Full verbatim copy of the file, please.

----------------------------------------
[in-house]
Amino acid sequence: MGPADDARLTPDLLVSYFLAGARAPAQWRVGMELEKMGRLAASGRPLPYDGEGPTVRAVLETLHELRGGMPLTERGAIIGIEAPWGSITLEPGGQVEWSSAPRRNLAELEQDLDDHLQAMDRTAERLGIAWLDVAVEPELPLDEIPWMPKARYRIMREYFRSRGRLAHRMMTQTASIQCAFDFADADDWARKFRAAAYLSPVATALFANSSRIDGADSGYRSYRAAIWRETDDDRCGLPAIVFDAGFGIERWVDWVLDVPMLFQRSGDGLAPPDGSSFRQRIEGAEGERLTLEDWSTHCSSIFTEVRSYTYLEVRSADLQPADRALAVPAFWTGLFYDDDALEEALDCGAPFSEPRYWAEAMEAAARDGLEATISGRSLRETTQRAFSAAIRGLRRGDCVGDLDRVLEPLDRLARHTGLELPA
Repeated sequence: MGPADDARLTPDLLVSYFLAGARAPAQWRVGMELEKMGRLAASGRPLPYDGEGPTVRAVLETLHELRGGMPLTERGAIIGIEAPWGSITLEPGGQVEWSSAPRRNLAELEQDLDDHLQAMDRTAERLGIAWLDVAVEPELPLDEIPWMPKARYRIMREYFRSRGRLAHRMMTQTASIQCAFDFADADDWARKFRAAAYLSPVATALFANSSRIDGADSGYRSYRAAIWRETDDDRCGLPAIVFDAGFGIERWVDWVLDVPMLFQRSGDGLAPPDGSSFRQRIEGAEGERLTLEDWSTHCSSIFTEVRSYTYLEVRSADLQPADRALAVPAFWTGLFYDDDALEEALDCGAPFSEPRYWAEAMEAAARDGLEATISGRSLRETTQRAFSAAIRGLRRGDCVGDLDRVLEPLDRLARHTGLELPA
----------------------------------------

[in-house]
Amino acid sequence: MGPADDARLTPDLLVSYFLAGARAPAQWRVGMELEKMGRLAASGRPLPYDGEGPTVRAVLETLHELRGGMPLTERGAIIGIEAPWGSITLEPGGQVEWSSAPRRNLAELEQDLDDHLQAMDRTAERLGIAWLDVAVEPELPLDEIPWMPKARYRIMREYFRSRGRLAHRMMTQTASIQCAFDFADADDWARKFRAAAYLSPVATALFANSSRIDGADSGYRSYRAAIWRETDDDRCGLPAIVFDAGFGIERWVDWVLDVPMLFQRSGDGLAPPDGSSFRQRIEGAEGERLTLEDWSTHCSSIFTEVRSYTYLEVRSADLQPADRALAVPAFWTGLFYDDDALEEALDCGAPFSEPRYWAEAMEAAARDGLEATISGRSLRETTQRAFSAAIRGLRRGDCVGDLDRVLEPLDRLARHTGLELPA
Repeated sequence: MGPADDARLTPDLLVSYFLAGARAPAQWRVGMELEKMGRLAASGRPLPYDGEGPTVRAVLETLHELRGGMPLTERGAIIGIEAPWGSITLEPGGQVEWSSAPRRNLAELEQDLDDHLQAMDRTAERLGIAWLDVAVEPELPLDEIPWMPKARYRIMREYFRSRGRLAHRMMTQTASIQCAFDFADADDWARKFRAAAYLSPVATALFANSSRIDGADSGYRSYRAAIWRETDDDRCGLPAIVFDAGFGIERWVDWVLDVPMLFQRSGDGLAPPDGSSFRQRIEGAEGERLTLEDWSTHCSSIFTEVRSYTYLEVRSADLQPADRALAVPAFWTGLFYDDDALEEALDCGAPFSEPRYWAEAMEAAARDGLEATISGRSLRETTQRAFSAAIRGLRRGDCVGDLDRVLEPLDRLARHTGLELPA